Apart from connecting Kayak to alternative interfaces such as cell phones and calendars, a mashup of Kayak could allow you to conduct a more thorough search through the complicated combinations of parameters possible when flying. I found that manually varying parameters such as departure dates and return dates and keeping the best deals in my head got rather tiring after five to ten tries. I suspect that a mashup of the Kayak Search API and a smart search algorithm could possibly find better flights than I could find manually.

Finding That Dream House

Real estate–oriented APIs and mashups promise to make home buying a bit easier and maybe more fun. Specifically, let’s look at how we might use a variety of web feeds and APIs to track houses that come on the market in a given area.

You can start on ProgrammableWeb by searching for mashups tagged with realestate and sorting the results by popularity:

More to the point, by searching for APIs tagged with realestate and listing them by popularity by going here:

you find two relevant APIs for American real estate:

Zillow ( focuses on providing estimates of home valuations and details of properties, while also listing homes for sale and that have been recently sold. Trulia ( aggregates listings of homes for sale. Note that although the Trulia API ( doesn’t currently return any individual listings, you can use Trulia feeds to access some of the listings. For example, the following is an RSS 2.0 feed of some of the current properties available in Berkeley, California:

Currently, I do not know of what seems to be an obvious combination—a mashup of the Zillow and Trulia APIs, one that, for instance, would compare the sale price of houses listed for sale on Trulia with what Zillow estimates to be the value of the house. ProgrammableWeb doesn’t list any such mashup:

Something I learned by looking through the realestate mashups is that Google Base is an interesting source of real estate data. Take a look at mashups tagged by realestate using the Google Base API:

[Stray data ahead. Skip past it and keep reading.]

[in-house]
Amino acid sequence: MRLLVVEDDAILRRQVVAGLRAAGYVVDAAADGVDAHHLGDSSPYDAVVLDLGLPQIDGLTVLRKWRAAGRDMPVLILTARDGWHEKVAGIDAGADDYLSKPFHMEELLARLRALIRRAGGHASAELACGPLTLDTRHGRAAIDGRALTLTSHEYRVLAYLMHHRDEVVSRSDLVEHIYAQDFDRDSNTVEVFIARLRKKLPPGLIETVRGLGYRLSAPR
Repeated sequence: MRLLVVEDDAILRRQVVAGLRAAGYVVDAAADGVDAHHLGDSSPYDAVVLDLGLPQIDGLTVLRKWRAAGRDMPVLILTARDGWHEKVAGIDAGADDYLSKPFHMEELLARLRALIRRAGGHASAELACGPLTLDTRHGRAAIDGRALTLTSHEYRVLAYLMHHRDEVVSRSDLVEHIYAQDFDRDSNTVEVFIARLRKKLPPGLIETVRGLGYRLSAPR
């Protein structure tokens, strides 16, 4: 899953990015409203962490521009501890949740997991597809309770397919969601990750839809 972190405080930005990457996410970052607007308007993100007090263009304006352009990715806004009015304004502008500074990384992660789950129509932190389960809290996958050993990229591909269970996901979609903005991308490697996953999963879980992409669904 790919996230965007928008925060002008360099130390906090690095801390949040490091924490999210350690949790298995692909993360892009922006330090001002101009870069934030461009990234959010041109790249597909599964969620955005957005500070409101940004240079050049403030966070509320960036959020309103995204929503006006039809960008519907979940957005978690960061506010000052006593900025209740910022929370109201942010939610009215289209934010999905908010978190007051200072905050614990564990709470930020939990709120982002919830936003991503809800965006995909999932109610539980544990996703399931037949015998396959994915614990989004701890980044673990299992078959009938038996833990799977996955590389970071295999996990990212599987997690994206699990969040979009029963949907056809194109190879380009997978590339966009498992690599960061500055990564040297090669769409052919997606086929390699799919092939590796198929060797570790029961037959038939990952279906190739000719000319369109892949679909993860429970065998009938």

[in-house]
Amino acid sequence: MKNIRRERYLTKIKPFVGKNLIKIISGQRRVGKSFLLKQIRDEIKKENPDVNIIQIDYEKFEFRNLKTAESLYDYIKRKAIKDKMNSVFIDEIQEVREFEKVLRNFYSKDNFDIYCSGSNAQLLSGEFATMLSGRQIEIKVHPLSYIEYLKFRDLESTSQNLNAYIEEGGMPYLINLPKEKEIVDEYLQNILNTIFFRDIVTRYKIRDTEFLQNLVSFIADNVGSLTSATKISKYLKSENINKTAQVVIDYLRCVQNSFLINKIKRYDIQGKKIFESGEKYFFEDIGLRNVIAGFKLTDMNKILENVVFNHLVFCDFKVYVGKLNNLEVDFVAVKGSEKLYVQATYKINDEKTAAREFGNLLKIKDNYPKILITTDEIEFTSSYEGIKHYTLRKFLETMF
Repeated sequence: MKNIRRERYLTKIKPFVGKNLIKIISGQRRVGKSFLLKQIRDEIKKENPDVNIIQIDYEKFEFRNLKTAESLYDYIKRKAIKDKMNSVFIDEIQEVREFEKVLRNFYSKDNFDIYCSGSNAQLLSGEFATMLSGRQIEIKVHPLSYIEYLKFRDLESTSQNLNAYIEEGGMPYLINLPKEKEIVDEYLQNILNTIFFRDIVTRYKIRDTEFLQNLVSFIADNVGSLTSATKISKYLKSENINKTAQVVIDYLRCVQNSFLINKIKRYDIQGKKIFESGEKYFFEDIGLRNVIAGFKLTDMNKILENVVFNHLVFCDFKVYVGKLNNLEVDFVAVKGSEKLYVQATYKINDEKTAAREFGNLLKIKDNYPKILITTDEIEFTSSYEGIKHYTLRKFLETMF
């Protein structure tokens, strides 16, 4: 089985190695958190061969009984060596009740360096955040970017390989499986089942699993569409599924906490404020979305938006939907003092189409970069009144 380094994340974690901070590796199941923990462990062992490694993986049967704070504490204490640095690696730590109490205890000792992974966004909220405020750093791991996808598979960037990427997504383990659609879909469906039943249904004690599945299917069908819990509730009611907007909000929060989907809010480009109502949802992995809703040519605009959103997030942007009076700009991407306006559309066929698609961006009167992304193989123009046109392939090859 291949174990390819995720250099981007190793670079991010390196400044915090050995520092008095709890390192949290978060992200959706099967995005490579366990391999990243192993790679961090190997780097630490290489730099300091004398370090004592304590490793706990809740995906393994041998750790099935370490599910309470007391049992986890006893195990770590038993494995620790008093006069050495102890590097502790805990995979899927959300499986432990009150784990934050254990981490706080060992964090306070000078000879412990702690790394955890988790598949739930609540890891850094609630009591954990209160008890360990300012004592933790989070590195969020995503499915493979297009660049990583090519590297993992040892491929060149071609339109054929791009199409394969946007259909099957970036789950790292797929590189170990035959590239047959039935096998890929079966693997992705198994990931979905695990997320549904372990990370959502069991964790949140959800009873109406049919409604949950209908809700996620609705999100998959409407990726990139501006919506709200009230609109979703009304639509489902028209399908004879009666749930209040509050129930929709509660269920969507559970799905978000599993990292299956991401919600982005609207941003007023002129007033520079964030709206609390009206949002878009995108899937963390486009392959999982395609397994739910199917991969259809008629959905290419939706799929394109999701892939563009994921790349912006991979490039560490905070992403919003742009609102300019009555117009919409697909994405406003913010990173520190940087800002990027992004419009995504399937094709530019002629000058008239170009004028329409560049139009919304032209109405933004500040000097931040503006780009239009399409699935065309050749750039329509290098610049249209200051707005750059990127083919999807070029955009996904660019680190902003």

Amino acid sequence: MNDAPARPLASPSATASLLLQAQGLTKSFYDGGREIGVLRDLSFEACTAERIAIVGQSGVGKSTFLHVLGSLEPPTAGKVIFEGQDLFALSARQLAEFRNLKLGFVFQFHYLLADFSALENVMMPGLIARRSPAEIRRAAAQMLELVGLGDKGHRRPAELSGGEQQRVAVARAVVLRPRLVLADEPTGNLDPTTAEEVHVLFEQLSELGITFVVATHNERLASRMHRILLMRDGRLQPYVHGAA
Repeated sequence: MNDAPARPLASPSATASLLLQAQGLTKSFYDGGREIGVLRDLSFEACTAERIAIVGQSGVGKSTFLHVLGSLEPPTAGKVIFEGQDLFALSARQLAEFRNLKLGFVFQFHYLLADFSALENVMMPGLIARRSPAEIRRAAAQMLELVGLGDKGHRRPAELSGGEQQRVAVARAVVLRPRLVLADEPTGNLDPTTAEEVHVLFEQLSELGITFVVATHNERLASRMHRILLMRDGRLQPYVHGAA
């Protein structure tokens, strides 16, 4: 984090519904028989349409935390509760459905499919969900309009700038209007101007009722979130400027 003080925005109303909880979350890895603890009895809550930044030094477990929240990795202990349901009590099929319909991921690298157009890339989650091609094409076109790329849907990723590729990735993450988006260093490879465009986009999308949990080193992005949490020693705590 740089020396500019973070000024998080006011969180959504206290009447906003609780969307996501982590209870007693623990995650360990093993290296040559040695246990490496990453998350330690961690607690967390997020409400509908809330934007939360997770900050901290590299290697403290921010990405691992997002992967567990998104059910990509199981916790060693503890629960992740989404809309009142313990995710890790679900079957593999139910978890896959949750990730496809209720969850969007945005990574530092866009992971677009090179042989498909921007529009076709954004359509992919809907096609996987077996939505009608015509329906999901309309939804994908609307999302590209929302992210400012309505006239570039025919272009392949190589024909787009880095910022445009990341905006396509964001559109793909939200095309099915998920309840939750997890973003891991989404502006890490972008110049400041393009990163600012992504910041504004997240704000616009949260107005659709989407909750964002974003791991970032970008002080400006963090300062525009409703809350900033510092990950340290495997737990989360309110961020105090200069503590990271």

Mapping Breaking News

In Chapter 4, you learned how to use Yahoo! Pipes to pull together various news feeds into a single feed. In this section, I’ll cover how to plot those current events on a map.

I often read about places in the world for which I have only the vaguest idea where they are located. Online maps certainly make it easy to look places up now. But much like how helps with visualizing real estate on a map, perhaps displaying news on a map of the world could have the similar benefits.

Let’s see what ProgrammableWeb has to say about mashups of news and maps. The news tag is a popular tag for mashups on ProgrammableWeb.

When you look through this section, you’ll see several mashups of interest:

Seeing these mashups reminded me how easy it is now to display feeds that contain geographic locations on a map. Let’s use Yahoo! Pipes, which you have already learned how to use in Chapter 4. The key to georeferencing a feed so that it can be displayed on a map is the Location Extractor Operator in Yahoo! Pipes:

Another thing you need to know is that Yahoo! Pipes is able to output KML that can then be displayed on Google Earth and Google Maps. (Chapter 13 contains more details about KML.)

I constructed a Yahoo! pipe that takes as input a URL to a feed to be georeferenced:

The default value for this URL is that for the New York Times International News feed:

The KML output for this default feed is as follows:

or as follows:

You can display this KML feed on a Google map, like so:


or like so:

Since in this section we’re looking at mapping, it’s helpful to look at the mapping vertical market coverage on ProgrammableWeb: